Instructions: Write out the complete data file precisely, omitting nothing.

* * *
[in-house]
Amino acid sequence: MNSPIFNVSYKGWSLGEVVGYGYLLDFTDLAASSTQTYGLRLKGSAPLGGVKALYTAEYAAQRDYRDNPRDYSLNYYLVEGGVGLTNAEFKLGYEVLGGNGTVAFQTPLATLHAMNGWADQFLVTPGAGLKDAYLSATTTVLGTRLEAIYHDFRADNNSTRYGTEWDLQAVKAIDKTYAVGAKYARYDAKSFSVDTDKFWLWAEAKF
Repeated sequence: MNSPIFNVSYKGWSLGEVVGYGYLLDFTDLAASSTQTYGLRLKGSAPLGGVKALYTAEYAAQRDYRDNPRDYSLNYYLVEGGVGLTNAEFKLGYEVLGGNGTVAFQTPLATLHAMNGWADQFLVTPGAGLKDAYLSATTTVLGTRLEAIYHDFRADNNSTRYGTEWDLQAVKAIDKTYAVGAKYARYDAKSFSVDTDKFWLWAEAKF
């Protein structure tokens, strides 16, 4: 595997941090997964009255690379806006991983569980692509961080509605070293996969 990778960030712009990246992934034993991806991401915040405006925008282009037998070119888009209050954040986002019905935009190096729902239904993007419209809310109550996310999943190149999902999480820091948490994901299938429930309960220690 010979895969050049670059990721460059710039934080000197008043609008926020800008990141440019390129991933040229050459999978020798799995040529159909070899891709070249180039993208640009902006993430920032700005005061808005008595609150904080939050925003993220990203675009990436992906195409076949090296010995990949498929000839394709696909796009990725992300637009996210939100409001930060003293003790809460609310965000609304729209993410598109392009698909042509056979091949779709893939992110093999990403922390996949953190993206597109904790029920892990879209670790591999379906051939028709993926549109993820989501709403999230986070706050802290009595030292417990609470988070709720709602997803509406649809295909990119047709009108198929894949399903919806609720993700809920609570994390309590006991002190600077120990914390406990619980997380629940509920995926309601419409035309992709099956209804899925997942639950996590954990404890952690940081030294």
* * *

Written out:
[in-house]
Amino acid sequence: MNSPIFNVSYKGWSLGEVVGYGYLLDFTDLAASSTQTYGLRLKGSAPLGGVKALYTAEYAAQRDYRDNPRDYSLNYYLVEGGVGLTNAEFKLGYEVLGGNGTVAFQTPLATLHAMNGWADQFLVTPGAGLKDAYLSATTTVLGTRLEAIYHDFRADNNSTRYGTEWDLQAVKAIDKTYAVGAKYARYDAKSFSVDTDKFWLWAEAKF
Repeated sequence: MNSPIFNVSYKGWSLGEVVGYGYLLDFTDLAASSTQTYGLRLKGSAPLGGVKALYTAEYAAQRDYRDNPRDYSLNYYLVEGGVGLTNAEFKLGYEVLGGNGTVAFQTPLATLHAMNGWADQFLVTPGAGLKDAYLSATTTVLGTRLEAIYHDFRADNNSTRYGTEWDLQAVKAIDKTYAVGAKYARYDAKSFSVDTDKFWLWAEAKF
């Protein structure tokens, strides 16, 4: 595997941090997964009255690379806006991983569980692509961080509605070293996969 990778960030712009990246992934034993991806991401915040405006925008282009037998070119888009209050954040986002019905935009190096729902239904993007419209809310109550996310999943190149999902999480820091948490994901299938429930309960220690 010979895969050049670059990721460059710039934080000197008043609008926020800008990141440019390129991933040229050459999978020798799995040529159909070899891709070249180039993208640009902006993430920032700005005061808005008595609150904080939050925003993220990203675009990436992906195409076949090296010995990949498929000839394709696909796009990725992300637009996210939100409001930060003293003790809460609310965000609304729209993410598109392009698909042509056979091949779709893939992110093999990403922390996949953190993206597109904790029920892990879209670790591999379906051939028709993926549109993820989501709403999230986070706050802290009595030292417990609470988070709720709602997803509406649809295909990119047709009108198929894949399903919806609720993700809920609570994390309590006991002190600077120990914390406990619980997380629940509920995926309601419409035309992709099956209804899925997942639950996590954990404890952690940081030294």